Atomic names and reference addresses may also be resolved relative to one or more namespaces. By default, FNS provides six namespaces: org (for organization), site, host, user, service, and fs (for files).
FNS policies are used to determine how names associated with namespaces relate to each other. For example; a user is named sergei in the user namespace and is identified as /user/sergei. A calendar application is named in the service namespace and is identified as /service/calendar. With this system, you can then identify Sergei's calendar service as: /user/sergei/service/calendar. (See "Introduction to FNS and XFN Policies" for more information on namespaces and how they are used.)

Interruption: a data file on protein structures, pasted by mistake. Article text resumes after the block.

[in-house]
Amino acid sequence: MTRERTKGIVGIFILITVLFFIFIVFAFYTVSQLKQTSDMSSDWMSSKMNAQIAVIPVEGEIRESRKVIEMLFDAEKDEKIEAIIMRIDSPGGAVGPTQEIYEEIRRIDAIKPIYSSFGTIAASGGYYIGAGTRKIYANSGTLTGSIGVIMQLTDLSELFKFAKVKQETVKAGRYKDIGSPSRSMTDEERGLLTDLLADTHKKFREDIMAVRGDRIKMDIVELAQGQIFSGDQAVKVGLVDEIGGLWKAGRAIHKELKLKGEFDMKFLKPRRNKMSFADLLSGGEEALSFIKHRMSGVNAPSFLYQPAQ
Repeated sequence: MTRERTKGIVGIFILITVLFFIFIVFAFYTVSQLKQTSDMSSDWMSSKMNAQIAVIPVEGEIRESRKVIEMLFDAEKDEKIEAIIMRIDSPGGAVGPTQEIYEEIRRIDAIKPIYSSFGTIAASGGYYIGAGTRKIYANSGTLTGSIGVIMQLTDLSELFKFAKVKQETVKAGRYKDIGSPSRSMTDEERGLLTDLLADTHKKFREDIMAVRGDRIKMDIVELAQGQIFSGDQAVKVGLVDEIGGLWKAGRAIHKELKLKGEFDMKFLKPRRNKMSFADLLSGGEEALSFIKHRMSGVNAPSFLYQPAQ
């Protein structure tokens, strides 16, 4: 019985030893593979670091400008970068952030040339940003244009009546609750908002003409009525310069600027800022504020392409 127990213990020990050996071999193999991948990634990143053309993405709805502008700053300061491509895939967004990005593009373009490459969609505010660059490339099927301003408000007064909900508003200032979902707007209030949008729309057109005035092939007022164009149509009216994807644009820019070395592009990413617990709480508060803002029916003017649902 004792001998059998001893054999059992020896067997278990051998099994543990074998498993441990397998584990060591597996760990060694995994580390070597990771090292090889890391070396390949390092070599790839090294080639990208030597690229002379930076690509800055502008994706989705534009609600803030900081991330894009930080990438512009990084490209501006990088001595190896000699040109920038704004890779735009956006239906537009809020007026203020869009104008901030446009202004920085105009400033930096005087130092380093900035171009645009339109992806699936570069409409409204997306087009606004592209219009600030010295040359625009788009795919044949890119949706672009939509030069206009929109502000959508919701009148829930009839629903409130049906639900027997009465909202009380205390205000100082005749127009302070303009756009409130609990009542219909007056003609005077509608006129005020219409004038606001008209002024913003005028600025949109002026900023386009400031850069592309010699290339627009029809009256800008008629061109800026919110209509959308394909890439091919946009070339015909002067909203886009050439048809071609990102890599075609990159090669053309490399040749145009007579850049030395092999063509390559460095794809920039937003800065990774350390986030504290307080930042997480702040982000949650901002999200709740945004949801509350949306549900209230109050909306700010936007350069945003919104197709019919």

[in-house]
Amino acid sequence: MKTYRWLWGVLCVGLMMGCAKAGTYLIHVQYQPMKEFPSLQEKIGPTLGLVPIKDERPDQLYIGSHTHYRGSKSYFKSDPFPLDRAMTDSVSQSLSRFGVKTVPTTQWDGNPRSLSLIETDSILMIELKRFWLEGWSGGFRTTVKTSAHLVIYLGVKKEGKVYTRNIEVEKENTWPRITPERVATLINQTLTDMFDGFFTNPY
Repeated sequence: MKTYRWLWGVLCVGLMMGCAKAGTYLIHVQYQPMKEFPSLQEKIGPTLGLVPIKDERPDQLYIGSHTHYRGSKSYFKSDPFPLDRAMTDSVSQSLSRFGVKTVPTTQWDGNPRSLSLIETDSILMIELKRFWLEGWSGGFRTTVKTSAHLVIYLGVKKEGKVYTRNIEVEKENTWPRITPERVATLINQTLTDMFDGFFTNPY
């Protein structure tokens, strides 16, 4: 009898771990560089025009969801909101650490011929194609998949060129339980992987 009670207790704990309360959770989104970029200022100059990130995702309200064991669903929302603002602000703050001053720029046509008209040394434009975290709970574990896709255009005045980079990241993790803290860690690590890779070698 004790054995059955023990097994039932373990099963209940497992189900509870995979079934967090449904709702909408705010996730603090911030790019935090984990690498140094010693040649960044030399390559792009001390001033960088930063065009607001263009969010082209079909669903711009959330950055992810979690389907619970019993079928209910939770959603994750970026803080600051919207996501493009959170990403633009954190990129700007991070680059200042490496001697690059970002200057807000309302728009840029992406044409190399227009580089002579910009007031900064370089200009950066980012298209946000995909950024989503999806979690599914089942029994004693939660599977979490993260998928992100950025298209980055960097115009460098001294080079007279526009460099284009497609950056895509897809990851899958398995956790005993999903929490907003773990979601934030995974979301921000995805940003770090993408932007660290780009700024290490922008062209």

If an application is expecting you to type a user name, the application can include the namespace identifier user/ in front of names that you enter. If the application needs to name one of the user's services, such as the user's default fax machine, it can append the service namespace and the name of the service (/service/fax), to the input supplied. Hence, a fax tool might take as input the user name jacques and then compose the full name user/jacques/service/fax for the default fax of the user jacques. Similarly, to access a person's calendar, you just need to type the person's user name. The application takes the input, raj, and uses it to construct the composite name, in this case, user/raj/service/calendar.